- They never thank you for keeping their kids safe in the most injured sport . . .
- They never thank you for teaching their kids baseball skills . . .
- They never thank you for teaching their kids life skills . . .
- they never thank you for the things YOU miss in your life to be there for THEIR kids . . .
The saddest part? Many of these parents are self-proclaimed believers . . .
It is with this in mind, that we are going to see if there are any biblical lessons we can learn about little league baseball. About coaching, playing, winning, losing, working hard . . . .
One of the things you hear every year from someone, is that calling something a mistake is negativity or negative reinforcement. Considering how absolutely and utterly ridiculous this is considering baseball has an actual term for this that is monitored and recorded called an “ERROR,” we will see if the text teaches about this and what we can learn from it.
One of the things I teach in baseball is that
You can’t address or fix a mistake until you first ADMIT you have made a mistake . . .
I will ask the kids after a loss if they gave their best. I will ask for a show of hands of those that gave their best. If no hands go up, I give them the following homework assignment due at the next practice:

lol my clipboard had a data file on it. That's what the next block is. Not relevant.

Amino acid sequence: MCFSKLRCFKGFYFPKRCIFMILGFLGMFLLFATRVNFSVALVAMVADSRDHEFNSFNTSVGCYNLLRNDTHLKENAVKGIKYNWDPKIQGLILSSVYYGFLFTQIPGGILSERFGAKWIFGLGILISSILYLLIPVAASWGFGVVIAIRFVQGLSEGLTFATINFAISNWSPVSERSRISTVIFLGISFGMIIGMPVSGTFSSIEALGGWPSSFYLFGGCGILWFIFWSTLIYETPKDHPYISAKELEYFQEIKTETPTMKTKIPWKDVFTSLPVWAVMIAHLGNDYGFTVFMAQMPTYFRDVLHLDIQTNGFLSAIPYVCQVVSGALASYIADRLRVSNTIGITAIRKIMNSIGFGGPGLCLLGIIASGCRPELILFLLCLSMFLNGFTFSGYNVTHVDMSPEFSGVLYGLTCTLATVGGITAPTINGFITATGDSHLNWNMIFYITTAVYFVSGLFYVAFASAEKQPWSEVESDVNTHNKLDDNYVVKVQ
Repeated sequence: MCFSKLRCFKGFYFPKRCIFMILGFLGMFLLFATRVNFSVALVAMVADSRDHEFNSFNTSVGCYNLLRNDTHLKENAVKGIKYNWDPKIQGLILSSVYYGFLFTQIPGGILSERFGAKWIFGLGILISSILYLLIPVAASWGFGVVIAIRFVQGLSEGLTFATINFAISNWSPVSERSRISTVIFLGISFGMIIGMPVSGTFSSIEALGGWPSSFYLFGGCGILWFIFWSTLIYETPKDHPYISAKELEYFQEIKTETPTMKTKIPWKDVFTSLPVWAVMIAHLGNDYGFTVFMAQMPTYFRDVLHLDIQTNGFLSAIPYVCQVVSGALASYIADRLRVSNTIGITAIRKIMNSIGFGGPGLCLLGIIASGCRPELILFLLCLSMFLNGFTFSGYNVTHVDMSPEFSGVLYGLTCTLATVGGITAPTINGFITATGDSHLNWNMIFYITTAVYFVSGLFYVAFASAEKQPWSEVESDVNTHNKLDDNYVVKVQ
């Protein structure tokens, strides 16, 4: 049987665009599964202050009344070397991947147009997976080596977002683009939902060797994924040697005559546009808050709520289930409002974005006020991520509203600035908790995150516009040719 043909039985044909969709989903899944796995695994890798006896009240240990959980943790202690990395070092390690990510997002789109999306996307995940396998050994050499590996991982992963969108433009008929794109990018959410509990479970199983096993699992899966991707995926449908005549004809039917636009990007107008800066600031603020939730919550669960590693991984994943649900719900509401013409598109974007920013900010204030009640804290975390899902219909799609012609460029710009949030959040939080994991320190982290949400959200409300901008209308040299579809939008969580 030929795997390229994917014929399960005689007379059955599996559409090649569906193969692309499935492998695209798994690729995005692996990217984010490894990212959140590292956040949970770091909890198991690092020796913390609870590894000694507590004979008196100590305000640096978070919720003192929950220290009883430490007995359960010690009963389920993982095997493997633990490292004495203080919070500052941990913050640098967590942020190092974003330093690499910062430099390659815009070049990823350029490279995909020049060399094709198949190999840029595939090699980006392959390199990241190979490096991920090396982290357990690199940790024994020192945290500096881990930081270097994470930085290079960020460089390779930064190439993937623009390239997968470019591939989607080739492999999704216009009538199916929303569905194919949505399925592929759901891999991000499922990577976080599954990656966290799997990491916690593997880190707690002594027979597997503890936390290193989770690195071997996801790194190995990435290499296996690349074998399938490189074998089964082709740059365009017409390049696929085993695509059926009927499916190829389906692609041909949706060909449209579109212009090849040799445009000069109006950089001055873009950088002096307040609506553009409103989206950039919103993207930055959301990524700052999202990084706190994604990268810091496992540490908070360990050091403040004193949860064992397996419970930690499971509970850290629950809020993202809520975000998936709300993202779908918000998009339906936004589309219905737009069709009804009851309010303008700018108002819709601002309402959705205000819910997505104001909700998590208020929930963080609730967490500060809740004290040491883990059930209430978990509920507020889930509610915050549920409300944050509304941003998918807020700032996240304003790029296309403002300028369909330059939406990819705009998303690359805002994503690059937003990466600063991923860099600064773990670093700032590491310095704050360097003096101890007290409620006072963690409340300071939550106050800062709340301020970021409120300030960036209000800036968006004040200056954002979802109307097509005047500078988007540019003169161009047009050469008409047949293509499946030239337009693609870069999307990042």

“In the loss, what is the one thing that you learned that you need to work on?”
I tell them that if they do not show up with the homework assignment, they will only play the final 2 innings of the next game. A loss where they learn something from the loss is nothing more than a loss in the win column . . . a loss that they do NOT learn anything from, is a tragedy.
We are taught these principles in the text too. In many different ways . . .
Proverbs 10:17 (CJB)
17 He who observes discipline is on the way to life;
but he who ignores correction is making a mistake.
Proverbs 24:16 (CJB)
16 For though he falls seven times, he will get up again;
it’s the wicked who fail under stress.